Did Police go too far with clashes at Berkeley?
In conjunction with the Occupy protests, demonstrators in Berkeley rallied yesterday against corporate greed and corrupt financial institutions on the historic campus, which was instrumental in the free speech movement of the 1960s. Amanda Armstrong, an organizer of yesterday’s protests, told the school’s Daily Cal paper that the occupation of the campus was also to oppose the increased privatization of the school.
“Because tuition is rising, education now belongs to the greedy,” UC Berkeley senior Naomi Santacruz adds to Daily Cal. “Inequality arises from people unable to get an education.”
The paper notes that among the signs over 1,000 demonstrators held up throughout the day were ones with slogans including “Education is a debt sentence.” Chants of “No cuts, no fees, education must be free,” were rallied as well. A march led by organizers to a local Bank of American branch early in the day led to the facility being shut-down.
Administration officials responded to the protesters by agreeing to let demonstrators stay on school property, but forbid them from erecting any sort of shelter or using sleeping bags, a move which would keep the students from starting an encampment like the ones in hundreds of cities across the world aligned to the Occupy movement. In a vote from Occupy Cal organizers early in the day, however, protesters decided to pitch tents on school property, despite those orders from the administration to refrain from doing so.
"The university supports the efforts of any group to speak out freely, but everyone is expected to follow campus policies, the law and respect the rights of others to go to class, to teach, to do their work," campus spokeswoman Janet Gilmore said in a statement.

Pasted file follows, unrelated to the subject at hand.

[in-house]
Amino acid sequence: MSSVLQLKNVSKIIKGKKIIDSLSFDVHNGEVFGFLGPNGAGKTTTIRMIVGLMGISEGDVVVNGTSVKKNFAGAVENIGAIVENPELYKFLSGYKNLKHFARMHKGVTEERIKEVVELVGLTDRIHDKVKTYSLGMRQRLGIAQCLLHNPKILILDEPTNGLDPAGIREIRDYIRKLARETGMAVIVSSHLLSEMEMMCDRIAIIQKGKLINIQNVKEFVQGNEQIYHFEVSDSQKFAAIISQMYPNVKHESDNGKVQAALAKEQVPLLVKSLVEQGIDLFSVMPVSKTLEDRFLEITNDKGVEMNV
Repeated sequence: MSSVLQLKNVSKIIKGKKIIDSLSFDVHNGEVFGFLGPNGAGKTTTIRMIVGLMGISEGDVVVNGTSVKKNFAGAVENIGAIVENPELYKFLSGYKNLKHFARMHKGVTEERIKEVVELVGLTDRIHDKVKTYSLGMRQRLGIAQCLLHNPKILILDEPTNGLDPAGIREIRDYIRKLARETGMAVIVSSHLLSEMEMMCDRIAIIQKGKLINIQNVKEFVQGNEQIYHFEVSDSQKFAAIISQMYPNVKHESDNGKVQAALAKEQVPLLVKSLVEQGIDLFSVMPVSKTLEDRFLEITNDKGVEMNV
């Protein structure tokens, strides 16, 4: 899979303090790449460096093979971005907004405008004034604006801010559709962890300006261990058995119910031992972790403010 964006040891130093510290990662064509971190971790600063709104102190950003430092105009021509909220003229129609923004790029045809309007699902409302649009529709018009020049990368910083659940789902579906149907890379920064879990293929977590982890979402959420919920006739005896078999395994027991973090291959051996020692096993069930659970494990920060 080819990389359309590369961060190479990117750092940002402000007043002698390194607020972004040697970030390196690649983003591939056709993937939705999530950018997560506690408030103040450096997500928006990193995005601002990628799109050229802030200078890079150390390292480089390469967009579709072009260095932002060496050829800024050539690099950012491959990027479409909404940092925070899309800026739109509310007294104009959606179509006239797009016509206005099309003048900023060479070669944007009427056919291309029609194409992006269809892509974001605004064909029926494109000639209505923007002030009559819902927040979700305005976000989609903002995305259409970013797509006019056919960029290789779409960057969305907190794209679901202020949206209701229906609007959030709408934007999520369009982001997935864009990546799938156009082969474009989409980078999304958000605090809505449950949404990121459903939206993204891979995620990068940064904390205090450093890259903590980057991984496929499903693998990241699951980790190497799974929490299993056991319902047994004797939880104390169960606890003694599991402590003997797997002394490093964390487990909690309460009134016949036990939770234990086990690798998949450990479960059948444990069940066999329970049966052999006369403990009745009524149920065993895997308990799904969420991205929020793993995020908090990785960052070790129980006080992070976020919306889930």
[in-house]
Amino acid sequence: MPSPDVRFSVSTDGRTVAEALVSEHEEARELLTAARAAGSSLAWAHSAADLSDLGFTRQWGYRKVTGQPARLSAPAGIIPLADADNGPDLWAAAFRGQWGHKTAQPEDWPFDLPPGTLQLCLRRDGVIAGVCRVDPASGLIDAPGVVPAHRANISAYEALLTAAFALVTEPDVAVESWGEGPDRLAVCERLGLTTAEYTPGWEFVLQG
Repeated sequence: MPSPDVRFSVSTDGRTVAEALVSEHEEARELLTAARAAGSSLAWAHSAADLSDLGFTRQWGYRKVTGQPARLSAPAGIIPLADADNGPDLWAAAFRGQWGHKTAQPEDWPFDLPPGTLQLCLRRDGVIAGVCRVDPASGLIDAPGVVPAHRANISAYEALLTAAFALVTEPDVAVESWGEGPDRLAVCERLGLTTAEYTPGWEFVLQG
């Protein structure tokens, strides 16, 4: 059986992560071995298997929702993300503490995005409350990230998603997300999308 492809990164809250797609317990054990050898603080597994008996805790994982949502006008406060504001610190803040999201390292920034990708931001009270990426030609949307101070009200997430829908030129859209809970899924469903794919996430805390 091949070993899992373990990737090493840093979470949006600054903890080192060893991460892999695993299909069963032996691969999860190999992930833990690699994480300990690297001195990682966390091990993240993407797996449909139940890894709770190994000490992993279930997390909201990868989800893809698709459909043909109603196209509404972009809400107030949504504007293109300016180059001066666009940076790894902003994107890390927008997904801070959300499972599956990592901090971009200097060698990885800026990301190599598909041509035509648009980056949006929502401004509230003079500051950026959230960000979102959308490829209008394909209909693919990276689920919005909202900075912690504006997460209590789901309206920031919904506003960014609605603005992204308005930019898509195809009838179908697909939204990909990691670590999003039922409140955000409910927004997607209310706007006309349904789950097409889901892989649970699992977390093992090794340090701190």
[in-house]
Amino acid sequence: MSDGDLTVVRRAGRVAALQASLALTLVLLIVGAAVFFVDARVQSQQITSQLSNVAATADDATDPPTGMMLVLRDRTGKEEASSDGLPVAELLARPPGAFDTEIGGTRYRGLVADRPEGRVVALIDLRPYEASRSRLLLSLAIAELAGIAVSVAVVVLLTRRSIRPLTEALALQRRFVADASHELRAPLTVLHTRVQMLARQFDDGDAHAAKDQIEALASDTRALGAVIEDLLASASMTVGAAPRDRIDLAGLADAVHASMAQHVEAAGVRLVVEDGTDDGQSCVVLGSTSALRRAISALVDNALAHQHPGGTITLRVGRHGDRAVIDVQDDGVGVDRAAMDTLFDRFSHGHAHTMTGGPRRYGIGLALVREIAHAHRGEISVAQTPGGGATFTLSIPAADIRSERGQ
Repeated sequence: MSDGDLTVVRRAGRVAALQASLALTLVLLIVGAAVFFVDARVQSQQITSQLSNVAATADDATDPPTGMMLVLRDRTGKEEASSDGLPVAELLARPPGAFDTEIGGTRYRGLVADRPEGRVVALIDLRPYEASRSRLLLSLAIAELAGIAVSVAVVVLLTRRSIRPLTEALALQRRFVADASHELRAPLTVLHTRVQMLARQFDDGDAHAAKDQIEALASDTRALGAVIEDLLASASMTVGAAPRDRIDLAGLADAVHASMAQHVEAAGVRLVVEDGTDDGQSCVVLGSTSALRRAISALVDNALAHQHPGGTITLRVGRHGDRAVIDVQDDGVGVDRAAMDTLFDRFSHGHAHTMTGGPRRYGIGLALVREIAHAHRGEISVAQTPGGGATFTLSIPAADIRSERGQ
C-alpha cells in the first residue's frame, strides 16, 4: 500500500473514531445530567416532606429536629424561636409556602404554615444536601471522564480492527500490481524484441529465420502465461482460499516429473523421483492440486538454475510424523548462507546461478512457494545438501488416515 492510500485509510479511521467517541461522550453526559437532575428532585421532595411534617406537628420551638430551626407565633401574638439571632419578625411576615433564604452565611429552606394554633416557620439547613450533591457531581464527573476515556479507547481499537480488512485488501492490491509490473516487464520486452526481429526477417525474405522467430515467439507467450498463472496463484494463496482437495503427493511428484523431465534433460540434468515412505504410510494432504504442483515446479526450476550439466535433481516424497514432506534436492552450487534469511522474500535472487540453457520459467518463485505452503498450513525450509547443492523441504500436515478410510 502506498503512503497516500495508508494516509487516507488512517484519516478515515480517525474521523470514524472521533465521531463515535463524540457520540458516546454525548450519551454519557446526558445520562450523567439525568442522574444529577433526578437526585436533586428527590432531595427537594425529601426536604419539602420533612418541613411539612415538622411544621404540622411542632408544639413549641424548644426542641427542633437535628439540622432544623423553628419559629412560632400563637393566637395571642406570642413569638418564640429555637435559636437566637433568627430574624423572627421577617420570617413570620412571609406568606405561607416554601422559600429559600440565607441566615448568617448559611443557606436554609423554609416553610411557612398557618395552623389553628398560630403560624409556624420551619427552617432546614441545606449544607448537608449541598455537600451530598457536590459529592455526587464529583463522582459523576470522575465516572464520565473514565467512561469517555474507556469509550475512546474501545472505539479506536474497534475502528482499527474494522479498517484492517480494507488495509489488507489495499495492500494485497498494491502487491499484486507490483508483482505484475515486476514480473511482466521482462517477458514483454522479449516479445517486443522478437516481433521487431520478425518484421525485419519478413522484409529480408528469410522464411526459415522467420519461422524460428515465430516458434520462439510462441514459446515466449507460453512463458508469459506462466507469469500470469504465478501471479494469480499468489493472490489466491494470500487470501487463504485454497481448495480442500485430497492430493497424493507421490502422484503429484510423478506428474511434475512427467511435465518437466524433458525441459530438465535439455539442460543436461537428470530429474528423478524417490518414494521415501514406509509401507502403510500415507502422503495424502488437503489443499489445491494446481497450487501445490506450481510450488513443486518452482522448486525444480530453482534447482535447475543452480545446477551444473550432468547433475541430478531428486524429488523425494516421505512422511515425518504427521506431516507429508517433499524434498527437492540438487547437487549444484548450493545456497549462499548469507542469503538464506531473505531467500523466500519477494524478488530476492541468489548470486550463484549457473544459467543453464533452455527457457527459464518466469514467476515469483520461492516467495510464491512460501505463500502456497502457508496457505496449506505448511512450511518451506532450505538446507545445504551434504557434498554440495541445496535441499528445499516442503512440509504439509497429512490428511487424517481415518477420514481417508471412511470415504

Seven arrests were made in the afternoon after demonstrators set up three tents on the school’s Sproul Plaza. Later in the evening, however, protesters pitched more tents, an action which was met by harsh police retaliation.
Video from throughout the course of events show police attacking protesters with batons, bluntly striking them in their abdomens and elsewhere. Some footage has also surfaced in which police are clearly seen striking protesters, unprovoked, from behind.
“We were linked arms, peacefully, when they were stabbing and beating people as hard as they could, it hurt really bad when they got me in the stomach,” Ashley Pinkerton, a student at UC Berkeley, tells Daily Cal after being beat by the police.
"It just seems unnecessary. We weren't doing anything. We were just standing there with a bunch of tents," Shadrick Small, a 25-year-old UC Berkeley student adds to CBS News. "We're not vandalizing. We're not burning anything. And their first response is just to come in and start hitting people. The reaction is just over the top. It's an overreaction."
Wednesday’s events came as a solidarity protest aligned with the ongoing, now international Occupy Wall Street movement, which began over 50 days ago in New York City. A week before yesterday’s incidents, protesters in nearby Oakland, California held a general strike, affectively shutting down the city’s massive shipping port and many local businesses. During that incident, the second of two-so-far American Military veterans were significant injured by police.
Several injuries were reported at Berkeley yesterday and at least one protester was admitted to a medical facility for treatment. Even after the assaults, however, demonstrators continued to occupy the campus into the evening to mark the first day of their protest.
"Police don't usually act violently the first day of a camp going up," graduate student Andrew Snyder tells the San Francisco Chronicle. "This just shows us how afraid they are of the Occupy movement."
By the end of Wednesday, 39 arrests were reported in all, says UCPD Lt. Alex Yao to the school’s Daily Cal paper. The officer added that Celeste Langan, an associate professor at UC Berkeley's Townsend Center for the Humanities, was among the detained.